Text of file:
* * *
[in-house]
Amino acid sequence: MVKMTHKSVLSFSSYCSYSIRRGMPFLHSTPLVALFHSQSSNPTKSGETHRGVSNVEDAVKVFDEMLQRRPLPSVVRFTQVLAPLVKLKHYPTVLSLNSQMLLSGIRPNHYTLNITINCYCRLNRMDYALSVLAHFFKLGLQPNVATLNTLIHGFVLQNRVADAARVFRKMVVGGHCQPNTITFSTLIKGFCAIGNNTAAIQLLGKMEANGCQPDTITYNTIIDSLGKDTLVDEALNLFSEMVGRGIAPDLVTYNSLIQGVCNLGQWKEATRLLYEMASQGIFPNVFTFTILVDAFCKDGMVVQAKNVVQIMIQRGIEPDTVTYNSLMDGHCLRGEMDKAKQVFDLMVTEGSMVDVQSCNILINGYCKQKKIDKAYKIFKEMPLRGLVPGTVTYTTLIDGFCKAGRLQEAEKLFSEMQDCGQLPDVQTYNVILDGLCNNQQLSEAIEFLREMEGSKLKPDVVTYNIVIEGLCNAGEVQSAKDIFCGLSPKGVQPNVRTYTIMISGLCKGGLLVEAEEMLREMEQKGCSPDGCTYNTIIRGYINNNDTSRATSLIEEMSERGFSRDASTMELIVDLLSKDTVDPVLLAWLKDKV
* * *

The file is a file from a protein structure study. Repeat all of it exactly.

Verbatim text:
[in-house]
Amino acid sequence: MVKMTHKSVLSFSSYCSYSIRRGMPFLHSTPLVALFHSQSSNPTKSGETHRGVSNVEDAVKVFDEMLQRRPLPSVVRFTQVLAPLVKLKHYPTVLSLNSQMLLSGIRPNHYTLNITINCYCRLNRMDYALSVLAHFFKLGLQPNVATLNTLIHGFVLQNRVADAARVFRKMVVGGHCQPNTITFSTLIKGFCAIGNNTAAIQLLGKMEANGCQPDTITYNTIIDSLGKDTLVDEALNLFSEMVGRGIAPDLVTYNSLIQGVCNLGQWKEATRLLYEMASQGIFPNVFTFTILVDAFCKDGMVVQAKNVVQIMIQRGIEPDTVTYNSLMDGHCLRGEMDKAKQVFDLMVTEGSMVDVQSCNILINGYCKQKKIDKAYKIFKEMPLRGLVPGTVTYTTLIDGFCKAGRLQEAEKLFSEMQDCGQLPDVQTYNVILDGLCNNQQLSEAIEFLREMEGSKLKPDVVTYNIVIEGLCNAGEVQSAKDIFCGLSPKGVQPNVRTYTIMISGLCKGGLLVEAEEMLREMEQKGCSPDGCTYNTIIRGYINNNDTSRATSLIEEMSERGFSRDASTMELIVDLLSKDTVDPVLLAWLKDKV